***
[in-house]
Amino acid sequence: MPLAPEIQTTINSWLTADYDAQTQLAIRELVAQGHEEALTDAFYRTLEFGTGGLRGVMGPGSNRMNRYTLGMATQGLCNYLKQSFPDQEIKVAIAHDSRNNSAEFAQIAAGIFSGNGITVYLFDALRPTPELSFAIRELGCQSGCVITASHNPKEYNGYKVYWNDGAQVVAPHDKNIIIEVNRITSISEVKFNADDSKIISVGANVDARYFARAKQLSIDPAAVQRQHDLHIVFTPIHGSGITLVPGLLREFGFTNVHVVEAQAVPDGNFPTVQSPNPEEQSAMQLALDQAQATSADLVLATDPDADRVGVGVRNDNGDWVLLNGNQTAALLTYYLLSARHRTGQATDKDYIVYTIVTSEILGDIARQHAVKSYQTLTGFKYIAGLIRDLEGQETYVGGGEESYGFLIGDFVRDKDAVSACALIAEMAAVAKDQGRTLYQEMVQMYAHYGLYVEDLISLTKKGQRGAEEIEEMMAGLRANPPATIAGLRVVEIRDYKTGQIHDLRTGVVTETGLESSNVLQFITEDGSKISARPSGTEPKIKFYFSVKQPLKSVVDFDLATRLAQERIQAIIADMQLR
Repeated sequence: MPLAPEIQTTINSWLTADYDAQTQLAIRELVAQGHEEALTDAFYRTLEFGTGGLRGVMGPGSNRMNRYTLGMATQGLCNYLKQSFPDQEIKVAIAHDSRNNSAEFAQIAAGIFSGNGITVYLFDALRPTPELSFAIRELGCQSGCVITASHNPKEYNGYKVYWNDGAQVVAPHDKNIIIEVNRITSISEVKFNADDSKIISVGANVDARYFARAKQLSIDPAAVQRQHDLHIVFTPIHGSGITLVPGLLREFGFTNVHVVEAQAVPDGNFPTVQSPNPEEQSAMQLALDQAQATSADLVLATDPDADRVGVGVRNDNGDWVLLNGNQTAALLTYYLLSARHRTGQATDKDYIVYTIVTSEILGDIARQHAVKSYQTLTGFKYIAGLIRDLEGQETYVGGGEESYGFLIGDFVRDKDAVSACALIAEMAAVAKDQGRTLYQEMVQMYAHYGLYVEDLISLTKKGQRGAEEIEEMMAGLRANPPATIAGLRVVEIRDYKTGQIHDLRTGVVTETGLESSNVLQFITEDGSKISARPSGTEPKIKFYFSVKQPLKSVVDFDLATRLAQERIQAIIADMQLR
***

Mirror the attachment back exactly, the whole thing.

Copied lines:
[in-house]
Amino acid sequence: MPLAPEIQTTINSWLTADYDAQTQLAIRELVAQGHEEALTDAFYRTLEFGTGGLRGVMGPGSNRMNRYTLGMATQGLCNYLKQSFPDQEIKVAIAHDSRNNSAEFAQIAAGIFSGNGITVYLFDALRPTPELSFAIRELGCQSGCVITASHNPKEYNGYKVYWNDGAQVVAPHDKNIIIEVNRITSISEVKFNADDSKIISVGANVDARYFARAKQLSIDPAAVQRQHDLHIVFTPIHGSGITLVPGLLREFGFTNVHVVEAQAVPDGNFPTVQSPNPEEQSAMQLALDQAQATSADLVLATDPDADRVGVGVRNDNGDWVLLNGNQTAALLTYYLLSARHRTGQATDKDYIVYTIVTSEILGDIARQHAVKSYQTLTGFKYIAGLIRDLEGQETYVGGGEESYGFLIGDFVRDKDAVSACALIAEMAAVAKDQGRTLYQEMVQMYAHYGLYVEDLISLTKKGQRGAEEIEEMMAGLRANPPATIAGLRVVEIRDYKTGQIHDLRTGVVTETGLESSNVLQFITEDGSKISARPSGTEPKIKFYFSVKQPLKSVVDFDLATRLAQERIQAIIADMQLR
Repeated sequence: MPLAPEIQTTINSWLTADYDAQTQLAIRELVAQGHEEALTDAFYRTLEFGTGGLRGVMGPGSNRMNRYTLGMATQGLCNYLKQSFPDQEIKVAIAHDSRNNSAEFAQIAAGIFSGNGITVYLFDALRPTPELSFAIRELGCQSGCVITASHNPKEYNGYKVYWNDGAQVVAPHDKNIIIEVNRITSISEVKFNADDSKIISVGANVDARYFARAKQLSIDPAAVQRQHDLHIVFTPIHGSGITLVPGLLREFGFTNVHVVEAQAVPDGNFPTVQSPNPEEQSAMQLALDQAQATSADLVLATDPDADRVGVGVRNDNGDWVLLNGNQTAALLTYYLLSARHRTGQATDKDYIVYTIVTSEILGDIARQHAVKSYQTLTGFKYIAGLIRDLEGQETYVGGGEESYGFLIGDFVRDKDAVSACALIAEMAAVAKDQGRTLYQEMVQMYAHYGLYVEDLISLTKKGQRGAEEIEEMMAGLRANPPATIAGLRVVEIRDYKTGQIHDLRTGVVTETGLESSNVLQFITEDGSKISARPSGTEPKIKFYFSVKQPLKSVVDFDLATRLAQERIQAIIADMQLR